This article tells you about the different types of email accounts available with examples and a brief description for each. Get to know more about your email account.
Classifying anything in the world is not that straightforward because there can be more than one criteria to do so. To categorise different email types, it is doubly difficult because there are innumerable criteria – storage space, access technology, free/paid, usability etc. Since this article is not a technical treatise but rather a guide for beginners, let me attempt to list the different types of email accounts based on how they can be acquired.
Email is one of the most used features of the web. With this technology you can not only send text messages but also digital files such as images, audio, video etc. attached with the email message. There is little or no cost in sending an email and the best part – it’s almost instantaneous!
I’m sure all of you are aware of Hotmail, Gmail or Yahoo! Mail, right? All these services provide both web based free email accounts and paid versions of the same with extra features. In fact, many popular portals offer email services in addition to their core business. A case in point is Zapak.com which started off primarily as a gaming hub.
Web based email accounts can be accessed using a web browser (yes, the same program that you use for surf the web) via a graphical user interface (GUI) provided by the email service. You can compose, reply, send, forward and organize email using this GUI. Most companies allow you to change or modify this GUI that helps in personalizing or customizing your email account – read Gmail themes and Hotmail themes for details.
To gain access to your account, you use a web browser to visit the home page of the email service and enter your login details (username and password). All your email messages and address book (contact lists) are stored on web servers owned by the respective companies. You need an active internet connection to log on to your account and check your emails. For instance, the Hotmail sign in page is located at www.hotmail.com and to login at your Hotmail account you need to enter your full email address and your password.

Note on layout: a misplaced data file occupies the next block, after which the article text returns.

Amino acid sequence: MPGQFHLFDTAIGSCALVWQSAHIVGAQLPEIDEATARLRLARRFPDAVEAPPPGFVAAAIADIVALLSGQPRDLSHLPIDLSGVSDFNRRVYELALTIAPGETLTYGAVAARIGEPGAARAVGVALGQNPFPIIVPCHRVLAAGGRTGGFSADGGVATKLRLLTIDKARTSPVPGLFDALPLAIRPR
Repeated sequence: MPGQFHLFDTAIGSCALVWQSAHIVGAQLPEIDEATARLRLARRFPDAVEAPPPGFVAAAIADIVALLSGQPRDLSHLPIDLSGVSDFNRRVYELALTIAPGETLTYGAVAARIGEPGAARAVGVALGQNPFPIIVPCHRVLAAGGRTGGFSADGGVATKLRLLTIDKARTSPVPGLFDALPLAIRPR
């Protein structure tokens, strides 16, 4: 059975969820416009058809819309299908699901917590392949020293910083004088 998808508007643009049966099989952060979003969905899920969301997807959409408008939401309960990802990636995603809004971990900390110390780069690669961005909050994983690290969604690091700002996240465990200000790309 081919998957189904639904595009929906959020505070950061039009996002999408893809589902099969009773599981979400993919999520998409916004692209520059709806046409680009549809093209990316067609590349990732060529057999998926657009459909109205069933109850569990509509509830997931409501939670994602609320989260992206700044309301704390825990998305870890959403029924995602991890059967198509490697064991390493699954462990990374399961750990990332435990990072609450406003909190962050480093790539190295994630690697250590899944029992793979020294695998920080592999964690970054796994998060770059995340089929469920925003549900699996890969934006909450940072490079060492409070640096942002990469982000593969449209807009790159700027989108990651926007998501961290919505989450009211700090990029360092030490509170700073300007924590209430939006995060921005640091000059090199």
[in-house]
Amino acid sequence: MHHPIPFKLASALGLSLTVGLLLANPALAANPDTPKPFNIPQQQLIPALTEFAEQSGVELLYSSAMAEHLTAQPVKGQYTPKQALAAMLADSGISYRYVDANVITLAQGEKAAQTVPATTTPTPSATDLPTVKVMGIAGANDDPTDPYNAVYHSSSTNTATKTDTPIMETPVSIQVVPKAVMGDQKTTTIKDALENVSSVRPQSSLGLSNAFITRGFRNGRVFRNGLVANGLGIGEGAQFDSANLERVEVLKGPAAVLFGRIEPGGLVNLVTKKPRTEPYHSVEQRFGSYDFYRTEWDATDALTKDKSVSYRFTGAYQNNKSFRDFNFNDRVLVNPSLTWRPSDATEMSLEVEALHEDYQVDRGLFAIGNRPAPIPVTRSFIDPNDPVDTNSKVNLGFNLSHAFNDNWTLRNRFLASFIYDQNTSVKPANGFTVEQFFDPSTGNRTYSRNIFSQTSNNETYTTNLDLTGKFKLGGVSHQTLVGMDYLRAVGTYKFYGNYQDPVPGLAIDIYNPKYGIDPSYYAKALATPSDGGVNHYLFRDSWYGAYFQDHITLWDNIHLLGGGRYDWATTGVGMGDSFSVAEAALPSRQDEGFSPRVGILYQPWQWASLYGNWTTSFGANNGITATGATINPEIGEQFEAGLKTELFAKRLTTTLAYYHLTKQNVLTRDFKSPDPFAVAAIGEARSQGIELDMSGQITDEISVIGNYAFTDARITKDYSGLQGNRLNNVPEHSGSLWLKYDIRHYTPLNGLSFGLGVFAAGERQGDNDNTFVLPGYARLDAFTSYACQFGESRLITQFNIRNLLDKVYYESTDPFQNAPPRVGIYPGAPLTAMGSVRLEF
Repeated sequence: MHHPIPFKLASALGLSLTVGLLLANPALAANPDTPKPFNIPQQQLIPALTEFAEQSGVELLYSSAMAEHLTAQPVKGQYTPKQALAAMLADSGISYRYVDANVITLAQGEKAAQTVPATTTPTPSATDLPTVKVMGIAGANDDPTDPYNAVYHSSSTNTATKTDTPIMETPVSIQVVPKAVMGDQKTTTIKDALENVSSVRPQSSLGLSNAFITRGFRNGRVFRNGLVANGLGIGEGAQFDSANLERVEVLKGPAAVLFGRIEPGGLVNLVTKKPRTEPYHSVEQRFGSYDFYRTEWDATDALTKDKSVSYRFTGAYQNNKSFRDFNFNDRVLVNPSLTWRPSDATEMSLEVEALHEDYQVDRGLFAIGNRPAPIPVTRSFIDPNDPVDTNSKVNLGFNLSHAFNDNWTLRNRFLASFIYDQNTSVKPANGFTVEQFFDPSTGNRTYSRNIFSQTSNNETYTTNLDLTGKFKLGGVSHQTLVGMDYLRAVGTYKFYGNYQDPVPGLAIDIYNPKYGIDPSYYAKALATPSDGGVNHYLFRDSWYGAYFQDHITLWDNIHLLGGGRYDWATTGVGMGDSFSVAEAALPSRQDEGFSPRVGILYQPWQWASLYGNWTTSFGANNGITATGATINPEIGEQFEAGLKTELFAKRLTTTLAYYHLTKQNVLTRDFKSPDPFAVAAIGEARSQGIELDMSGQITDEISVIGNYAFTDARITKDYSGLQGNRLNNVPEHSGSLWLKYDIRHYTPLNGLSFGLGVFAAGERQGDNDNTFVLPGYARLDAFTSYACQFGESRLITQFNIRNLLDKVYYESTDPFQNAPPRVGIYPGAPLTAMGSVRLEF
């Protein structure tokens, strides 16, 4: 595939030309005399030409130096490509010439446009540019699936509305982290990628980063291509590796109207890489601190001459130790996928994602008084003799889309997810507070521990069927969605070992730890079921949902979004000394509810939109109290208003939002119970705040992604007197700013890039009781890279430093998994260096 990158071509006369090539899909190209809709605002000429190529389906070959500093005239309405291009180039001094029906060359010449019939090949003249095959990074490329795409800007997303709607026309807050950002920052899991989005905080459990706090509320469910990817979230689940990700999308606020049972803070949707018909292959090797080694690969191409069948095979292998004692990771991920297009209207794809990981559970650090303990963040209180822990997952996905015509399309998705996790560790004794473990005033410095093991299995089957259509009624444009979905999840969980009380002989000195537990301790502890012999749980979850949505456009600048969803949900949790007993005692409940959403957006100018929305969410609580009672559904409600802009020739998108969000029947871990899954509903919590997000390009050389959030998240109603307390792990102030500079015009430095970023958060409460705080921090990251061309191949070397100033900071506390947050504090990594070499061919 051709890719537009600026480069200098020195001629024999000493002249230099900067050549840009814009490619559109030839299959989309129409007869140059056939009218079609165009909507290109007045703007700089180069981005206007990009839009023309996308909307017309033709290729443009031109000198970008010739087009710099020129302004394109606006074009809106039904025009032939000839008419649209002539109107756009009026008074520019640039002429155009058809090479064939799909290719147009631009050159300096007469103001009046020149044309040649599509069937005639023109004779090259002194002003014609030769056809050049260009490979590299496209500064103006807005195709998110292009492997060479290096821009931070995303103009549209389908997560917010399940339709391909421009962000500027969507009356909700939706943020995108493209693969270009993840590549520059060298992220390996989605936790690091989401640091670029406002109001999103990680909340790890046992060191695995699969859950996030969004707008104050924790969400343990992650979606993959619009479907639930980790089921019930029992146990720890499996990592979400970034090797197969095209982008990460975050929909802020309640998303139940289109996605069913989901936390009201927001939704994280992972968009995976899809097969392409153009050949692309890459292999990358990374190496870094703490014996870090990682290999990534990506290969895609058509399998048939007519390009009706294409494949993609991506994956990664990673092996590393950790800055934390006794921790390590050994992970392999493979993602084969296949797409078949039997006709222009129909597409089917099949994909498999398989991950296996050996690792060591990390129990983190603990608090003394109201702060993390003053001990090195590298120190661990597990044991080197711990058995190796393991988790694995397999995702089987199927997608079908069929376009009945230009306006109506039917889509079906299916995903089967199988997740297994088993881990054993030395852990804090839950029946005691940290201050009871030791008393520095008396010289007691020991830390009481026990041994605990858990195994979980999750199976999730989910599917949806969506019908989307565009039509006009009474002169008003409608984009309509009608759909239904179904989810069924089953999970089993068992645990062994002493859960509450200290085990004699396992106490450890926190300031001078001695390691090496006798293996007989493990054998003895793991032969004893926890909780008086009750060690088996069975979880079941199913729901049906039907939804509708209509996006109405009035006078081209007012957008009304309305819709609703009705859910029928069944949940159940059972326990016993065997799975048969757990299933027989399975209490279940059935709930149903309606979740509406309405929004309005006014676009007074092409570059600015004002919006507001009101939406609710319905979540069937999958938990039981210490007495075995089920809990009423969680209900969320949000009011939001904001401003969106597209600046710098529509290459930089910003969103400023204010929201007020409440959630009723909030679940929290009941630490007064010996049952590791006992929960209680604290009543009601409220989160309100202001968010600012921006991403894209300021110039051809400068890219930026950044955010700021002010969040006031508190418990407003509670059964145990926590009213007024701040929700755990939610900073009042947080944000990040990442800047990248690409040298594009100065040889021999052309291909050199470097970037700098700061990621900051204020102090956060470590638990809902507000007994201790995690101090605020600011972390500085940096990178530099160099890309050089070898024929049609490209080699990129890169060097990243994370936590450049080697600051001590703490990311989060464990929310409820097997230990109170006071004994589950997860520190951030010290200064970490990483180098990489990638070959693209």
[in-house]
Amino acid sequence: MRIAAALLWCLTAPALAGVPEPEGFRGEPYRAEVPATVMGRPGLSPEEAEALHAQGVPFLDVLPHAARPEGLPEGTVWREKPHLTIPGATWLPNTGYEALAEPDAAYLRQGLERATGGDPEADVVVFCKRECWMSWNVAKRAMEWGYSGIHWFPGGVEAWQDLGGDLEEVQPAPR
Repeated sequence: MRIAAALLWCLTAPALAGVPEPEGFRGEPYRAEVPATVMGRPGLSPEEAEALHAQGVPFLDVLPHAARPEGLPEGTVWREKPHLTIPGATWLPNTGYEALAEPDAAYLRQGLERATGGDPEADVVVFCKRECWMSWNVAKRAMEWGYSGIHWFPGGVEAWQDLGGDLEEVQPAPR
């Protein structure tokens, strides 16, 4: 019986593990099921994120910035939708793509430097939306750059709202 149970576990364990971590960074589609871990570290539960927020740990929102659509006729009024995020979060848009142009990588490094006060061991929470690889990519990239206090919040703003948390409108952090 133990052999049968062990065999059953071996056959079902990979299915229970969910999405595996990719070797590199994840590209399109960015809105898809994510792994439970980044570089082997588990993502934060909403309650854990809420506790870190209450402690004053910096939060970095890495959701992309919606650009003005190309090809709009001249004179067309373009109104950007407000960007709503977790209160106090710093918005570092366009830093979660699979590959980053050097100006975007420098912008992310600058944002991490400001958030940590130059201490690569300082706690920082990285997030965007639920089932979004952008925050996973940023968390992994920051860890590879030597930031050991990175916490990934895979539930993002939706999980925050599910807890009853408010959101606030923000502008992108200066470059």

ISPs generally provide an email account for free with the internet connection. If you didn’t get one from your ISP, you should seriously consider shifting to another provider. Anyway, the main advantage of using an email account provided by the ISP is the support you receive – you can either call the ISP or refer the extended documentation (usually) provided in their manual. ISPs know that many users would be new to the web and so have helpful and patient staff to help troubleshoot problems. This is in direct contrast to web based email service providers such as Hotmail, Gmail or Yahoo! Mail where, unless you take the paid version, the support is sadly missing. However, there is one major drawback in having your ISP account as your primary email address for online correspondence. If you change your service provider or shift to a new location where your old ISP has no service, you might lose the email address; else you have to keep paying for it.
ISPs also provide a web based GUI for you to access your email account via a web browser. Additionally, you can use an email client or email program to download the emails directly to your computer and read them without an active internet connection. There are several popular email programs, most of them for free, and you probably already have one on your computer – refer the article on downloading email on Windows to know more.
Do you own a web site? Depending on your hosting package, you can create email accounts on the web site for yourself or your staff. Most web hosting companies let you access emails through a web based interface or download the messages using email programs such as Outlook Express, Windows Mail, Windows Live Mail, Thunderbird, Apple Mail etc. For more information, please check with your web hosting company or the people who developed your web site.
You can even get a email account from your institution or school. You, typically, need to contact the IT department and the process may be lengthy, requiring you to fill a few forms, or your email address will be created by default the day you become part of the organization. I would not suggest using this email account as your primary online address. It’s good for internal purposes and that’s it! Why? Because you would have to let go of it once you leave the institution or the school.
If you work in a medium-sized or a large company they would probably have their own email servers. Generally, you get your own email address a few days after joining the company. This would be your business email ID and I advise you to keep personal correspondence away from it (especially messages from head hunters ;-). Company email addresses have many strings attached so be wary of how and what you use it for.
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